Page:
Taste test: Sausages

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Tony O'Reilly, consultant chef for Your Business, assembles a team of testers with the heavyweight task of sampling 16 varieties of sausages. Matthew...

Tony O'Reilly, consultant chef for Your Business, assembles a team of testers with the heavyweight task of sampling 16 varieties of sausages. Matthew Moggridge reports on the results.

British Sausage Appreciation Week started on October 29, which is good news for those who like sausages and even greater news for those who supply them to the pub catering industry. Why? Because, in essence, the week exists to promote and celebrate the great British sausage and what could be more in tune with pub food than a decent sausage?

The week is organised by the British Sausage Appreciation Society, an organisation run with the whole-hearted support of the Meat & Livestock Commission (MLC), and has been timed to take in both Hallowe'en and the run-up to bonfire night, two annual events where a decent British sausage is bound to go down a treat with the customers.

British Sausage Appreciation Week was launched by Coronation Street's Fred Elliot and Ashley Peacock - billed as Britain's most famous butchers - and the week itself will see shops and pubs organising events and tastings to raise money for charity, not to mention special offers on sausages from butchers and supermarkets.

And Your Business is doing its bit too. In collaboration with the Prince of Wales in Iffley, Oxfordshire, a Wadworth's tenancy run by Andre Le Masurier, we organised the mother of all sausage taste tests using our consultant chef, Tony O'Reilly and a host of the pub's regulars to act as judges.


With so many sausages entering the taste test - there were 16 varieties which were split into two categories (speciality and premium) - it was good to hear from Tony that the overall quality was high.

For Tony, the key to a good sausage is shape retention during and after cooking, and he was pleased to report that all 16 entries passed that particular test with flying colours. Appearance, of course, is crucial. According to Tony, sausages must have a uniform size and appearance and, when cooked, should be golden brown and not split or burst. Cooking sausages too fast or on a high heat can result in splitting, he said.

Tony was a little disappointed in some of the judges who found the idea of sampling 16 sausages too much to bear. Shame on them! But, as Anthea Robinson, sector account manager for branded pubs, hotel chains and restaurants for the MLC, pointed out, there were some strong contenders for a professional sausage-eating competition.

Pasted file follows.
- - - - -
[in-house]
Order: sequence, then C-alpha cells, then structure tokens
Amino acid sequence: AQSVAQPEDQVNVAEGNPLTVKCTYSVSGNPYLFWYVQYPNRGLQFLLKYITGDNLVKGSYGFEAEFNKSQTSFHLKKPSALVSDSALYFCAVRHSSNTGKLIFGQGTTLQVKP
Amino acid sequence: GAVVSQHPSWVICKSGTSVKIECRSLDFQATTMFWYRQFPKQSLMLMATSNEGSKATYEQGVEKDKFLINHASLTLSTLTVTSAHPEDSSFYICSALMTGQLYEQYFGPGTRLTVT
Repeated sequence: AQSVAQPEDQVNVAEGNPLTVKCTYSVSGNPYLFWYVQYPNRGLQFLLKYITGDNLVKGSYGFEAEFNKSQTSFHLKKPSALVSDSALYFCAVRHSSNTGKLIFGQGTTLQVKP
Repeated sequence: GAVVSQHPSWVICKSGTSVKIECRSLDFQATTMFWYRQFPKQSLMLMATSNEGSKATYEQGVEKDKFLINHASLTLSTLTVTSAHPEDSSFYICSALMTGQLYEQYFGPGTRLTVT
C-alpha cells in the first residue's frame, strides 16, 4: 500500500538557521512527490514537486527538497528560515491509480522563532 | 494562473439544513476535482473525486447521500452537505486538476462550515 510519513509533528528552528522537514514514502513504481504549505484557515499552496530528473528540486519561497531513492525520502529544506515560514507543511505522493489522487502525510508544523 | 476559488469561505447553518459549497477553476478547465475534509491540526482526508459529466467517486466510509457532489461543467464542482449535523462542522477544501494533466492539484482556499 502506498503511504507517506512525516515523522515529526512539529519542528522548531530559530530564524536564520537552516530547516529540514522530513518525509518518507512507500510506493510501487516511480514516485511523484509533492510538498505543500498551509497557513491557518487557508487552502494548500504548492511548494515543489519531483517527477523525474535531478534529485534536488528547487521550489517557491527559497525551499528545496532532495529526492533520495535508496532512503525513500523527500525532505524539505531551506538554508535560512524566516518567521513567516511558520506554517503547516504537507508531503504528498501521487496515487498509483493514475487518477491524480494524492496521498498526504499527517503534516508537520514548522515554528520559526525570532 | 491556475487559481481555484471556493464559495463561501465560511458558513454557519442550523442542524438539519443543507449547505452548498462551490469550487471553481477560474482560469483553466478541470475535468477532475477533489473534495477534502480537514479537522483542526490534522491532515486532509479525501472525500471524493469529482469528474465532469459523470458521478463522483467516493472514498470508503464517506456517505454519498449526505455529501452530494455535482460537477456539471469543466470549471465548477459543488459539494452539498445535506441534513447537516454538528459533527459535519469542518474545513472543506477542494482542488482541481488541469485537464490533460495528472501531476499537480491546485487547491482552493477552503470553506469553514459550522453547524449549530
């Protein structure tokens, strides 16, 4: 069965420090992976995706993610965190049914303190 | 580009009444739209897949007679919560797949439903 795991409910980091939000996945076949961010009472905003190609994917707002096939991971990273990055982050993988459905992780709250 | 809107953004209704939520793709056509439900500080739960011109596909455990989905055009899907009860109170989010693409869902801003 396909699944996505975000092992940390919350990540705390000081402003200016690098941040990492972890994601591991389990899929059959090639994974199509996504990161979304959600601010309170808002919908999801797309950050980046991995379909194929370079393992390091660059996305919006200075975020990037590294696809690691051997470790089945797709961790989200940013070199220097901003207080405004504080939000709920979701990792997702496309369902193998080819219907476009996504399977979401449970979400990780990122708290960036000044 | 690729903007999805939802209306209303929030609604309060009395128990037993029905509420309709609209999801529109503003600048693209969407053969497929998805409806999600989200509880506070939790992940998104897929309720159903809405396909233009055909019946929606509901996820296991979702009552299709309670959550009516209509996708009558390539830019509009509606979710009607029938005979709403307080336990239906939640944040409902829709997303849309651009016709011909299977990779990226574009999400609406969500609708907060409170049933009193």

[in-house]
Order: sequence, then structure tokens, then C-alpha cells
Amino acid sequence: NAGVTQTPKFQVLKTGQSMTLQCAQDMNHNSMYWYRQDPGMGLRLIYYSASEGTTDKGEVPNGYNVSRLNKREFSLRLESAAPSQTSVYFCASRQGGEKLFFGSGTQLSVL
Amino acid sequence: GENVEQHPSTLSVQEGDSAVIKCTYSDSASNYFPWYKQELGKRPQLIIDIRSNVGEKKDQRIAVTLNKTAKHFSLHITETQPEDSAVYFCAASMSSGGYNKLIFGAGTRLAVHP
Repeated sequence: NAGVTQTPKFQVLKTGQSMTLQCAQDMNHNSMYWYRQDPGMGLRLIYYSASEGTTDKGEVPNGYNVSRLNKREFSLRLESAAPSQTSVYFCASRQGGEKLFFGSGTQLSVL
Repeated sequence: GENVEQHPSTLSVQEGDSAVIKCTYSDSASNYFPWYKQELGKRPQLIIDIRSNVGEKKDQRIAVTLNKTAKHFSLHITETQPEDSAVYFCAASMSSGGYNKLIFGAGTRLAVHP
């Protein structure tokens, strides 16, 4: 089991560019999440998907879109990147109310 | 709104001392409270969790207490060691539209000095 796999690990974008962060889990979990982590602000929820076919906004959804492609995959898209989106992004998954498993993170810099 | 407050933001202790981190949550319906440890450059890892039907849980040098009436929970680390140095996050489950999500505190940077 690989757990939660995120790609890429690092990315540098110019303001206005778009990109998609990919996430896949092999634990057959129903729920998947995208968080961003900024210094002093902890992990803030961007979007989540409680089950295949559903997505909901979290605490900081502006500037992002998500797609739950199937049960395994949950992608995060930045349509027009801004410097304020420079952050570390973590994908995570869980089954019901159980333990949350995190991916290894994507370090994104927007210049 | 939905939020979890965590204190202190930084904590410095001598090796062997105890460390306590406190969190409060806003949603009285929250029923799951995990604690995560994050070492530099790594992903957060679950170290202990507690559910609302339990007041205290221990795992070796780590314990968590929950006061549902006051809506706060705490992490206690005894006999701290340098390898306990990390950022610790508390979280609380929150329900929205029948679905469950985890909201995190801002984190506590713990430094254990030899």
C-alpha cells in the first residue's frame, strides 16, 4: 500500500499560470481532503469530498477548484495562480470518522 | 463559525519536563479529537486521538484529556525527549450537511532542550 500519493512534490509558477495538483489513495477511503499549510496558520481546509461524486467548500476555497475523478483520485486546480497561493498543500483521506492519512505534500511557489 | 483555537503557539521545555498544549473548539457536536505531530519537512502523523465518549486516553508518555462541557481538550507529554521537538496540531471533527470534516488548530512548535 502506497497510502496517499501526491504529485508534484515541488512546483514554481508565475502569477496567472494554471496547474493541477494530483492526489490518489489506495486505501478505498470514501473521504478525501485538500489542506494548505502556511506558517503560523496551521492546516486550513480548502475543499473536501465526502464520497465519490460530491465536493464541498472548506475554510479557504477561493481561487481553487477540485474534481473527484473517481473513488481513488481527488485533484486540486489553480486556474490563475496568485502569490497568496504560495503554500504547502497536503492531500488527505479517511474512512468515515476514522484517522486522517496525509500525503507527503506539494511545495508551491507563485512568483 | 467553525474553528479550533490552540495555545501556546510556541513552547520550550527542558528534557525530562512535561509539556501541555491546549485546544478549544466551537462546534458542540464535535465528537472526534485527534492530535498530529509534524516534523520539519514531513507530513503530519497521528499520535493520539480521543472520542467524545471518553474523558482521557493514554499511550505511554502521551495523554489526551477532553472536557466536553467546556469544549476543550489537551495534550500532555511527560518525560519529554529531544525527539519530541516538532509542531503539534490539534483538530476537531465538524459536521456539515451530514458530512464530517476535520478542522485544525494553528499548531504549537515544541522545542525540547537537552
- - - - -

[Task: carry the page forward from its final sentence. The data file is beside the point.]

Back to the sausages. When buying sausages, Tony believes there are a number of factors to be taken into consideration. First, the quality of the sausage and what goes into it. He advised pub caterers to look for Quality Standard pork sausages with a 60 per cent or above meat content. Shin of pork, said Tony, is flavoursome and contains "the right amount of fat".


The contenders for the taste test were a mixture of well known companies, such as Larderfresh and Brake Bros, catering butcher Fairfax Meadow, and 3663 to smaller suppliers like Villagers Fine Sausages and Powters.

Contenders were asked to submit examples of their premium and speciality sausages and some companies offered products for both categories.

For the speciality sausages, judges were asked to answer five questions about the sausages: are they appetising, do they have good texture, do they offer a good combination of flavours, do they hold their shape well and are they good speciality sausages?

Where premium sausages were concerned - and by "premium" we were referring to top quality pork sausages as opposed to "economy" brands - the judges were asked to consider the following questions:

  • are the sausages appetising
  • Do they have a good texture/combination of flavours?
  • Are they mouth-watering and meaty?
  • Do they hold their shape?
  • And are they quality products?

With so many sausages to taste, the judges' task was awesome - as there were only first, second and third places available in both categories. Out of 24 individual sausages entered across both categories, only six would be named as the sausages to be reckoned with on pub menus this winter.

In the premium category there was a joint first place between Brake Bros' pork and leek sausage and Canterbury Foods' Old English variety. In third place was Powters' extra lean pork sausage.

In the speciality category, catering butcher Fairfax Meadow was first with its Cajun sausage, followed in second place by Larderfresh with its Olde English Pork sausage and Villagers Fine Sausages in third place with its Tuscany Tomato sausage.

It goes without saying that a good time was had by all, as the pictures above indicate, and that plenty of sausages were eaten by the judges, most of whom went home a little heavier than when they arrived at the pub.

The final score

Premium sausages

Joint 1st place

Brake Bros' Pork and Leek Sausages (138pts)
Canterbury Foods' Old English Sausages (138pts)

3rd place

Powters Extra Lean Sausages (122pts)

Speciality sausages

1st place

Fairfax Meadow's Cajun Sausages (138pts)

2nd place

Larderfresh Olde English Pork 6s (133pts)

3rd place

Villagers Fine Sausages' Tuscany Tomato Sausages (129pts)

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